xi's moments
Home | Op-Ed Contributors

Only true multilateralism can end the pandemic

By Wang Ziqian | chinadaily.com.cn | Updated: 2021-09-30 07:42

The World Health Organization is reviving the second phase of its investigation into the origins of the coronavirus in China, responding to the continued pressure from the US and its allies. However, the renewed probe into the origins of COVID-19 ignores the firm conclusions from the first phase of the WHO-convened origins study. It also violates the principle of true multilateralism and politicizes origin tracing. As reiterated by President Xi Jinping in the general debate of the 76th session of the United Nations General Assembly on Sept 21, the global origin tracing should be science-based and China stands firmly opposed to political maneuvering in any form.

In March, the first phase of the origin tracing process led by experts for the WHO and China had already reached solid and clear conclusions that the chance of COVID-19 being introduced by a laboratory incident was "extremely unlikely"; and the animal-to-human transmission through an intermediate host was considered to be "a likely to very likely pathway". As China supported the WHO's origin-tracing study in the spirit of openness, transparency and science, the first-stage investigation is independent and thus, the conclusions of the research report are plausible. According to Science, most scientists who study coronaviruses and who have investigated the origins of the pandemic also firmly stand with the evidence pointing toward a natural source of the coronavirus. However, the WHO Director-General Tedros Adhanom Ghebreyesus proposed on July 16 a second phase of the virus origin probe in China, highlighting the investigation of the probability of the "lab leak theory".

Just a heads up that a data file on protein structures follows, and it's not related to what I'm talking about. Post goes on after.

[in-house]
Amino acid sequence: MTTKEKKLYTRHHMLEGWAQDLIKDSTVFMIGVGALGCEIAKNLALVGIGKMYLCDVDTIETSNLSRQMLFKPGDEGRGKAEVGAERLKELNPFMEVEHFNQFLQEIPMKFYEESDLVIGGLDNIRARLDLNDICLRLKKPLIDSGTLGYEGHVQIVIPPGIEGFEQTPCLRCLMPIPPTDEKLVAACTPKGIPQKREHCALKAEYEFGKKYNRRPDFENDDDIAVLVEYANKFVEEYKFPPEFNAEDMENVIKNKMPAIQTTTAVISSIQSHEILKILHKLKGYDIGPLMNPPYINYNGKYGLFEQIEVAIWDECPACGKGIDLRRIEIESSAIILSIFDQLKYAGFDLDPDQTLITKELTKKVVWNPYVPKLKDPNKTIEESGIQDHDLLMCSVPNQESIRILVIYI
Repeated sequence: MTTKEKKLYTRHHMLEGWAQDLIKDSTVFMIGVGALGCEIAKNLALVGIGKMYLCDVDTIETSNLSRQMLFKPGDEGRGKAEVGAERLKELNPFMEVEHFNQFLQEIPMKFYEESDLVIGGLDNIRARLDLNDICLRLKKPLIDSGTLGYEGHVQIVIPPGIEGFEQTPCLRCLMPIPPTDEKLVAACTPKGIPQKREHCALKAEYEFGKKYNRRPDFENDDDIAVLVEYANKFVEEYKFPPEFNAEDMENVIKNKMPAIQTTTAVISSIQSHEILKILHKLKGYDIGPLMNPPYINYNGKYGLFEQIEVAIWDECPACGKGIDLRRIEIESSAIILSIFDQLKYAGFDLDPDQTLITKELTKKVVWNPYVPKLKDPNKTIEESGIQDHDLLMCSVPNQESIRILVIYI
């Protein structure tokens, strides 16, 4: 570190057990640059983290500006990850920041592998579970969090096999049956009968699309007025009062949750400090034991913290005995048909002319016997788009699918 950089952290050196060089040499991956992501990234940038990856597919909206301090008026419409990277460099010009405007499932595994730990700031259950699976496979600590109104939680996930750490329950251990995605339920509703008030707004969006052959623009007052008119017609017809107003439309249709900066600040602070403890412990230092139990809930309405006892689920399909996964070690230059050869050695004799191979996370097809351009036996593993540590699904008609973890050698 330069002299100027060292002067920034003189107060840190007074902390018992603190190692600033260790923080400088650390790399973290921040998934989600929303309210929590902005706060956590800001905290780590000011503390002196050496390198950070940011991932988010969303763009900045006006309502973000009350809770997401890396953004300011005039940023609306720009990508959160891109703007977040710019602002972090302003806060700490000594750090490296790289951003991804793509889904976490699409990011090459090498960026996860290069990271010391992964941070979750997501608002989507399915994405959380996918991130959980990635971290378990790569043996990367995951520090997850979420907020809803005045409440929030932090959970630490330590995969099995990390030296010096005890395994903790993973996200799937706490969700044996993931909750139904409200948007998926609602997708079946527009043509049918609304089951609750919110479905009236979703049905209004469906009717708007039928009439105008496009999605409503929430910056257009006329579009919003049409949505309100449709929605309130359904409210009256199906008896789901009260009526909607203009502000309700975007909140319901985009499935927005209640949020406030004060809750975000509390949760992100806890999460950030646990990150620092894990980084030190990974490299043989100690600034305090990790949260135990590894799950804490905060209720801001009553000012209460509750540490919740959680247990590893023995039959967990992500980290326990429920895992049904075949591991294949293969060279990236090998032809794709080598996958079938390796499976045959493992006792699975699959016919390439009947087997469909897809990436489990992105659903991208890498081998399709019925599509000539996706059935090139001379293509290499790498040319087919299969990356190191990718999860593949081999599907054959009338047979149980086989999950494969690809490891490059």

So what's behind the ambivalent attitudes of the WHO? Right after the publication of the first-stage report, the United States and its political allies issued a statement to question the independence of the investigation without any substantive evidence. On May 26, US President Joe Biden disregarded the scientific report by the WHO and initiated a new investigation to look at the "Wuhan lab-leak hypothesis", which was categorized as a conspiracy theory by The Lancet in its widely circulated open letter published in March 2020. Not surprisingly, in the final report released on Aug 27, the US intelligence community reached no definitive assessment about the origins of the COVID-19 virus after a 90-day investigation. According to Nature, the only strong conclusion shown in the report is that SARS-CoV-2 wasn't weaponized and is unlikely to have been engineered.

This is another illustrative example of pseudo-multilateralism -- to reshape their status as global leaders, major powers may interfere with multilateral organizations by abusing their existing advantages, including misusing the international rules or even planning to reset the international order to serve their own national interests. Under the guise of multilateralism, these pseudo-multilateralist behaviors are ultimately the products of unilateralism, hegemony and a "Cold War mentality". Multilateral cooperation instead of pseudo-multilateralism is the key to overcoming global challenges, and all nations can benefit from genuine collaboration. Transforming a scientific problem to a political one would only severely jeopardize multilateralism and cost more lives during this ongoing pandemic.